I found the article on modifying regen braking on the Toyota Prius (A World First: Modifying Regen Braking)
very informative. When it comes to modifying important safety systems like the
brakes, it would be good to know what will happen in the case of a "mod gone
wrong". For example with the Prius mod, what happens if the electronic elements
added to the system fail? Do the brakes and associated failsafe systems still
The mod mentioned applies only to the
hybrid battery’s regenerative braking system – even if the add-on electronic
module fails, the hydraulic brakes still operate normally.
DFA – Hooray!
I followed with interest your article on Real World Air/Fuel Ratio Tuning.
Further to this I wondered if you had any further information about the
Do-It-Yourself electronic interceptor?
The Digital Fuel Adjuster kit is now available through the
AutoSpeed shop – see AutoSpeed Shop.
For detailed set-up of it and other kits you might be
interested in the book 'High Performance Electronics for Cars' - AutoSpeed Shop
Hello - I am a 30 year old car enthusiast living in ‘ice-cold’
Norway. I have a
very specific question for you:
In a lot of situations I have wanted a small, cheap adjustable rpm-sensing
switch. This would be useful in many projects, like tachometer shift lamps,
home-made modifications to engine/gearbox, etc. It has to have an adjustable
switching point (rpm) and should be able to read rpm from the ignition signal or
the tachometer signal. It would be nice if it was compact, easy to build and
Can you please try to develop a circuit that does this and then publish an
article in your great magazine?
A Frequency Switch kit is now being
sold by Jaycar Electronics (Cat No KC-5378) for AUD$35.95 - and we plan to show
readers many uses for the product in future articles. The kit can be purchased
through the AutoSpeed shop
You seem to have Jayco and Jaycar confused in your latest
"For specific advice about the camper I even rang the Jaycar advisory line –
only to receive a wet shower. Jaycar – or at least the guy on the other end of
the phone – did".
BTW, if you really want something to camp in around
Tvan is probably a better bet - instant set-up and strong enough to go off-road.
All in a 750kg (dry) package - see www.mrt.com.au
I think Julian got a little over emotional in his latest
Maybe he just shops too much at Jaycar, but I don't think they sell camper
"We were absolutely serious, looking at the tow-bar rating of my Lexus, going
to the local Jayco dealer, and checking out the rental rates we’d get for our
house while we were gone. For specific advice about the camper I even rang the
Jaycar advisory line – only to receive a wet shower. Jaycar – or at least the
guy on the other end of the phone – didn’t at all like the idea of living in an
The latest Driving Emotion
has several references to "Jaycar" instead of "Jayco" - force of habit I guess,
otherwise keep up the good work and be thankful for all us armchair editors!
Article now fixed.
In the article Rear Sway Bars: Improving FWD Handling,
I am having some difficulty understanding this image...
The swaybar seems to be rigidly joined at both ends to the axle beam,
effectively simply increasing the stiffness of the axle beam. So why fit a sway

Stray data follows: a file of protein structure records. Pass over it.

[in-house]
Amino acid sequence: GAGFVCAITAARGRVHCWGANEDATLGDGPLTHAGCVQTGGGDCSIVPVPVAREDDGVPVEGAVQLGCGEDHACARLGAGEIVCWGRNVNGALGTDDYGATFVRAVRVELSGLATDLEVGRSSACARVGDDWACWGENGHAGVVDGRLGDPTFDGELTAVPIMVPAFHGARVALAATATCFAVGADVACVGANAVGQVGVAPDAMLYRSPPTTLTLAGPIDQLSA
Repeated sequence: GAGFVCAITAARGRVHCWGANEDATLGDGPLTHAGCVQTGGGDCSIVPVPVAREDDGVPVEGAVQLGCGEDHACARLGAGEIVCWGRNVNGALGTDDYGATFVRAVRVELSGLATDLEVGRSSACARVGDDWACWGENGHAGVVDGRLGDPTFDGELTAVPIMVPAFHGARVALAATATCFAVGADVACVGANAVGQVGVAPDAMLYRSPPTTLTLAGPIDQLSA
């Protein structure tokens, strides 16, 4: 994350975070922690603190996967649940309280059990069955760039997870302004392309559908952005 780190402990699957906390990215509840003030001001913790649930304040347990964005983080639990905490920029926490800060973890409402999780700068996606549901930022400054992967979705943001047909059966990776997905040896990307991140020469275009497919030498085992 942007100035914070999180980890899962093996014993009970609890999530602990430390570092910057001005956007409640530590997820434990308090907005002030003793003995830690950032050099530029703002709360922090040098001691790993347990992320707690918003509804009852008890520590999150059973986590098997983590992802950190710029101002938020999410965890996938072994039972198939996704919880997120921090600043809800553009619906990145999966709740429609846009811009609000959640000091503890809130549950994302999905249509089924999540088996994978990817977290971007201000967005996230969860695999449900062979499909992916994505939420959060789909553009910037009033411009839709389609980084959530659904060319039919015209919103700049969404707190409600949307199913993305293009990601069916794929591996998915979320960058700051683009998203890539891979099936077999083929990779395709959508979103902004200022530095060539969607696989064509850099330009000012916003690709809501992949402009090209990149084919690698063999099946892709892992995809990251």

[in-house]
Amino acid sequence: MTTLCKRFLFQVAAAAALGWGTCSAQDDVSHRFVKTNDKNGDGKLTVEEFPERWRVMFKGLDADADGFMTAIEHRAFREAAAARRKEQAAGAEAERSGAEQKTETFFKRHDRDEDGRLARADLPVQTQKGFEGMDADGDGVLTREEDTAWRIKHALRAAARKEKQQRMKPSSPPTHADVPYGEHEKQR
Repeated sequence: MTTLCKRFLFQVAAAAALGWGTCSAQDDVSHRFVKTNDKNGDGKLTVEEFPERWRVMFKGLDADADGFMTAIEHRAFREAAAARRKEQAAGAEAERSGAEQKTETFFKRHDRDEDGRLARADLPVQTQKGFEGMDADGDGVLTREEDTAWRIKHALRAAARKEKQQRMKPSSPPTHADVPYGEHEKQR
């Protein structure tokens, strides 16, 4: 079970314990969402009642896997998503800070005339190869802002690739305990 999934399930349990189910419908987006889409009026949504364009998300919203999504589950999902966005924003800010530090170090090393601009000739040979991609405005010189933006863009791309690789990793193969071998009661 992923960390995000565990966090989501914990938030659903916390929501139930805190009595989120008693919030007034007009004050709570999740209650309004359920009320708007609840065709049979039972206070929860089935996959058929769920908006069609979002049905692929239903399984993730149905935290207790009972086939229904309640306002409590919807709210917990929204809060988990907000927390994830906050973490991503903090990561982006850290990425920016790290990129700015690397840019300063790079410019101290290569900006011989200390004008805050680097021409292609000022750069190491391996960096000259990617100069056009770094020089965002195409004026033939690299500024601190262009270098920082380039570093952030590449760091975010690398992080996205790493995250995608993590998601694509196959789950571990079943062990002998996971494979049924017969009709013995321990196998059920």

bar standard when they could have just changed the design of the axle beam?
As you suggest, the swaybar fitted to
the Prius rear-end torsionally stiffens the axle. The reason this approach is often taken is that it allows easy variation in rear roll stiffness to suit different markets.
Re “Bag Me” - Joel Cottle (Response)
Try this guy - he's the best I have come across in
Jazz or Fiesta?
I am currently in the market to buy a small car.
I am test driving the Fiesta LX at the moment and totally agree with you
regarding the NVH of the car (Ford Fiesta Ghia Road Test).
I also test drove the Honda Jazz (New Car Test - Honda Jazz VTi-S)
and it is a much better car than the Fiesta - apart from the cost of the Jazz, I
can’t see why it is not a winner. However, I was surprised to see that some car
reviews stated "the Fiesta has low noise and vibration..." It makes me wonder if
they have their ear-plugs in when testing the car... How in the world can it win
the "Small Car of the Year” award? Having said that, I quite like the design of
the car and some of its neat features.
Anyway, I just want your view on the 2005 Jazz - considering it is a bit more
expensive than its rivals. Performance and smoothness wise, I quite like the
If only the NVH was improved in the Fiesta and air-conditioning came
standard. A less expensive auto option would also help me consider it - I quite
enjoy driving it...
We’ll hit up Honda for a test of the
MY05 Jazz and let you know how it compares to the original ’03 – ‘04 model.
Any chance of getting figures quoted in consistent units? Articles seem to
jump between hp and kW. Perhaps you could just quote it in both? It seems now
and then an article will use hp instead of kW randomly. Great mag – I always
looking forward to the next issue.
Point taken – we’ll keep an eye on our
use of hp and kW figures.
I am currently building a TG Holden Gemini wagon. I have found myself a
Holden Piazza 2.0 litre fuel-injected block that has been built up for use with
a turbo, and need to find a VL Commodore turbocharger, intercooler and turbo
timer to attach to the motor. Can you give me a few suggestions as to what kind
of turbochargers would be suitable (eg TO4, RB30, T25, etc) that I could track
down through most wreckers and/or auto parts recyclers.
The ‘suitable’ turbocharger depends
how much power you want. Your best bet is to use a turbo with a T3-type mounting
flange; this will give you the flexibility to achieve a reasonably high output.
As a starting point we suggest an ex-R32 Skyline GTS turbocharger – these are
available cheaply, provide good response and should be suitable for up to around
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